I am sorry Phoenix. I think trying to open the possibility of reconciliation sent your husband spiraling. Accepting that a part of you still wants this person who harmed you and mistreated you so, makes you feel incredibly weak. It makes you question if there is something wrong with you.
In turn, these feelings cause you to feel a level of vulnerability that is like nothing I, personally, have never felt before. It's like having been nearly mauled to death by a tiger that you'd lived with for years. And then, while you are wrapped in bandages from head to toe, barely able to keep food down, the tiger wants to come rub up against you and snuggle. It wants you to understand that it got scared, or confused and hurt you by accident. It still loves you and wants to go back to the way it was before. And on some level - YOU DO TOO. But on anther level you are thinking - I can't, and don't even want to try, to live through another attack. I have always scored really high on emotional intelligence testing - even 20 years ago before it was a "thing". But I found that i was having to learn new skills of self-control, self-soothing and impulse/fear regulation that I didn't know existed after DD. My heart loved my husband, but every other part said RUN. I think your husband is in horrible turmoil because one part of him wants you and the life he thought he had back. The other part needs and wants to see you suffer for the pain you have caused. A big turning point for a BS is getting to a place of acceptance. This happened, my fairy tale is broken and there is no way to start over and get it back. This is a very, very bitter pill. And yet, until you can accept it, you can't start to change the narrative. Maybe the new narrative is that it is still a fairytale, but one with a very dark and evil event that was overcome by the hero and heroine together. Or maybe the new narrative was that the fairytale was a stupid book for kids and you grew up and made a blockbuster movie for yourself. Or a thousand other things. He has to realize that he CAN'T rewrite history (which as I said is a bitter pill, especially for romantics/dreamers) BUT we can write the ending. That is where the his (and all of our) power is. Until he can reach this point, there is no path to rebuilding. Just this inevitable loop back to this place. Your husband seems to be a slow healer. That is NO ding on him. Just a fact. It took him two years to even reach the point of considering reconciliation. That is a point I got to by two to three weeks after DD - and then becoming FULLY committed to my marriage somewhere between 12-18 months (there is a lot of back and forth in your emotions due to fear.) That means you are likely JUST NOW reaching where I was at 2-3 weeks after DD. And given how slow his progress has been to this point, it may continue to take a really long time to get to each milestone. I think he is capable of getting to those milestones - and healing. But I think some combination of his upbringing, personality and the specifics of your betrayal are going to cause it to be an unusually lengthy and painful experience. And my heart breaks for what you might have to endure to get there. I honestly don't know where this leaves you. If you leave - I think he will see it as another (the ultimate) betrayal - even if you are just trying to help him rip the band aid off that he won't. That is deeply unfair. But I still think it is likely how he will see it. But I can't, in good conscience ask you to endure verbal and emotional abuse for another 2-3 years either (after the 2 you already have.) The two of you are caught in what feels like a no-win situation. You cannot be expected to pay for your mistake with being unhappy for the rest of your life. Even as a BS - I don't think that is fair. But, on the flip side - nothing about this situation is fair for him either. He didn't ask for any of it. And it isn't fair to judge him because he wasn't emotionally prepared to deal with being betrayed and lied to for decades. I honestly am at a loss. I think you will have to search YOUR heart and decide what you can live with. Will it be easier for you to live with staying and trying for another year, giving it your all, and then reassess then to see if any meaningful progress has taken place? Or is it breaking you down too much? You need to preserve your self-worth and mental health for yourself and your kids. You don't deserve to sit in your car and cry alone after two years. You did not forfeit the right to be happy ever again. I wish I had more wisdom to offer in your situation. I wish I could help light the way for your husband to find his way out of this dark hole of pain he's trapped in. You may have put him there - but truth is that only HE has the power to climb out (whether that is combined with leaving or staying is his choice). Not fair, but still true.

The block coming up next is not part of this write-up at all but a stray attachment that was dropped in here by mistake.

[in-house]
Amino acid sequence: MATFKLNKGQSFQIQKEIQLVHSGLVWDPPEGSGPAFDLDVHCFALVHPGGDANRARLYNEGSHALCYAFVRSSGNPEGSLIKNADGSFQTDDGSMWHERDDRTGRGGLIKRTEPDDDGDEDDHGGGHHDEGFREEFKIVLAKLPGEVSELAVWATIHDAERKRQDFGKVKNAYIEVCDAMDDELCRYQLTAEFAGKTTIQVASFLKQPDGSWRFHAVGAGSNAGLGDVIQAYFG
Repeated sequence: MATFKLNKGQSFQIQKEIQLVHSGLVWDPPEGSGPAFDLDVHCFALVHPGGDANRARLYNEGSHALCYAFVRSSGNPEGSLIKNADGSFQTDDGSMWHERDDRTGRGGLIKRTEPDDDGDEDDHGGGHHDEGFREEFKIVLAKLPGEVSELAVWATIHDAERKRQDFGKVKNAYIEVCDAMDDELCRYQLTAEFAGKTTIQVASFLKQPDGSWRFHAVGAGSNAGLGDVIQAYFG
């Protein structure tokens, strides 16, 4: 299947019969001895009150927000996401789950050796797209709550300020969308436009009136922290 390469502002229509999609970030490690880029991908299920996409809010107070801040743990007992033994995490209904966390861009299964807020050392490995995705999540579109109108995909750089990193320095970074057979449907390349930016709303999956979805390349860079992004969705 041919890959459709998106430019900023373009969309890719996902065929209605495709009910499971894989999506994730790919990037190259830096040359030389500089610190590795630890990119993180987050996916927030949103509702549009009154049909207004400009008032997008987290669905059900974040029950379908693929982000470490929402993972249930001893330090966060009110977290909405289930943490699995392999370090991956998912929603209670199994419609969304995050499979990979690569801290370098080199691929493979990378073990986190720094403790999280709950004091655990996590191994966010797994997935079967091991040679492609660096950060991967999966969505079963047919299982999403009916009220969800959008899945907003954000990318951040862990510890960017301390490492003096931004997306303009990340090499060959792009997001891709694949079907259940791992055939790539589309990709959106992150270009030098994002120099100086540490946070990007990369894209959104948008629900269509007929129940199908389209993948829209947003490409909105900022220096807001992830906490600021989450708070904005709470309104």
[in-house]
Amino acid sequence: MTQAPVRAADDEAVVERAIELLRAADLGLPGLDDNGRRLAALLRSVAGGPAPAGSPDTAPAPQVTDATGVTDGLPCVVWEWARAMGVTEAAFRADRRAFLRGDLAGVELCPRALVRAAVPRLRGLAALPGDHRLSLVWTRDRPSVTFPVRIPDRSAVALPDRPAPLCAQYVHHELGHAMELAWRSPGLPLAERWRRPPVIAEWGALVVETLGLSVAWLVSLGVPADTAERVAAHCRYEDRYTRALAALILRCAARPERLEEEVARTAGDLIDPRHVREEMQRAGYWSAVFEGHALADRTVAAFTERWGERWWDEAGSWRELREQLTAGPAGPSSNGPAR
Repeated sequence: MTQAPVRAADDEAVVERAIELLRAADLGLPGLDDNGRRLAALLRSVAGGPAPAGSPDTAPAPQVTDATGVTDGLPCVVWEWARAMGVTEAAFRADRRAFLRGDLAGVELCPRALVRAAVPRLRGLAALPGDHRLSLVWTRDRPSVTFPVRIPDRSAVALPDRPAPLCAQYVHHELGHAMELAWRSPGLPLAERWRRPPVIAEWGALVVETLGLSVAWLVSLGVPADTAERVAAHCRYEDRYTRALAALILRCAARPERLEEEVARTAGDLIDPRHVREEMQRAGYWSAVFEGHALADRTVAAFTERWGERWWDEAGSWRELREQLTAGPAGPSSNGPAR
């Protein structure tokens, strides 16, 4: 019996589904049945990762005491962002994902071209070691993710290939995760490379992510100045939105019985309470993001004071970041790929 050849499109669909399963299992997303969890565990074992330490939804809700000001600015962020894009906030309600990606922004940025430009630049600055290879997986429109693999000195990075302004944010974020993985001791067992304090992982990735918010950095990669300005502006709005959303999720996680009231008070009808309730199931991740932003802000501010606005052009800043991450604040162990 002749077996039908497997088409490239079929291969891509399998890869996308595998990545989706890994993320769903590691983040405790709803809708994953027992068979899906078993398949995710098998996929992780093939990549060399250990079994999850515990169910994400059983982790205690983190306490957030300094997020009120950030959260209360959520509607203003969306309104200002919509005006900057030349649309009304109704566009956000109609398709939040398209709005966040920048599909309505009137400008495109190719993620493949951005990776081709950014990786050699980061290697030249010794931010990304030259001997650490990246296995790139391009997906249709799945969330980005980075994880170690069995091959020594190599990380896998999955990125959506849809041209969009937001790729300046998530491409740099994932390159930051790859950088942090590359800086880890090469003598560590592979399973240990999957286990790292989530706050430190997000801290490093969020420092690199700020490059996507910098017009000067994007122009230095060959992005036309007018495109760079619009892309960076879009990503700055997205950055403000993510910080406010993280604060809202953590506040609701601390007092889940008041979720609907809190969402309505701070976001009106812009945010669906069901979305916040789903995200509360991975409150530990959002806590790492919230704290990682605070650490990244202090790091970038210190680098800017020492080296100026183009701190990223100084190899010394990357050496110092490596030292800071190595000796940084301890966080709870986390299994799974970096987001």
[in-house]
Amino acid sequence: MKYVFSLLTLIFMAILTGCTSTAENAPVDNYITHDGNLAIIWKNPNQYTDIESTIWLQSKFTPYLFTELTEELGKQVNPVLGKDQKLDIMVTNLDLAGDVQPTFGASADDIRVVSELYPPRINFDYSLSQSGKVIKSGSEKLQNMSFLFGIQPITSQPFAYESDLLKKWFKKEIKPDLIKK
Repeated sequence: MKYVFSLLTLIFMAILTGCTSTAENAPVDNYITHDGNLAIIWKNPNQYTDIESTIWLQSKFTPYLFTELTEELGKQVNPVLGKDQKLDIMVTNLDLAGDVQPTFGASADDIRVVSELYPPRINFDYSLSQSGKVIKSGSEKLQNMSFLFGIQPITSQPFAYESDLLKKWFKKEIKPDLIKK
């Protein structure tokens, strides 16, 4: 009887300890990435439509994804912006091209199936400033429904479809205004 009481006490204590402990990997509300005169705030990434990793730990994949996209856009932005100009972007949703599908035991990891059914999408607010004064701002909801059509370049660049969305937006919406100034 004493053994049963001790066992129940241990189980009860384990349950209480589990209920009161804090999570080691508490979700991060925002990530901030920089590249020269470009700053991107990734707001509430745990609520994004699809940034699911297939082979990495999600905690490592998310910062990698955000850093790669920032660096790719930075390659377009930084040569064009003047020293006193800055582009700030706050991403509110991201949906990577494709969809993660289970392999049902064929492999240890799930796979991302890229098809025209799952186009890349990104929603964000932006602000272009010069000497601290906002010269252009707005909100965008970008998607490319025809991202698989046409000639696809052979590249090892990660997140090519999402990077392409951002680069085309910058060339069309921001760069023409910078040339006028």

BS - Female
Married 27 years, one adult child DD May 2016 “When we are no longer able to change a situation, we are challenged to change ourselves.” - V Frankl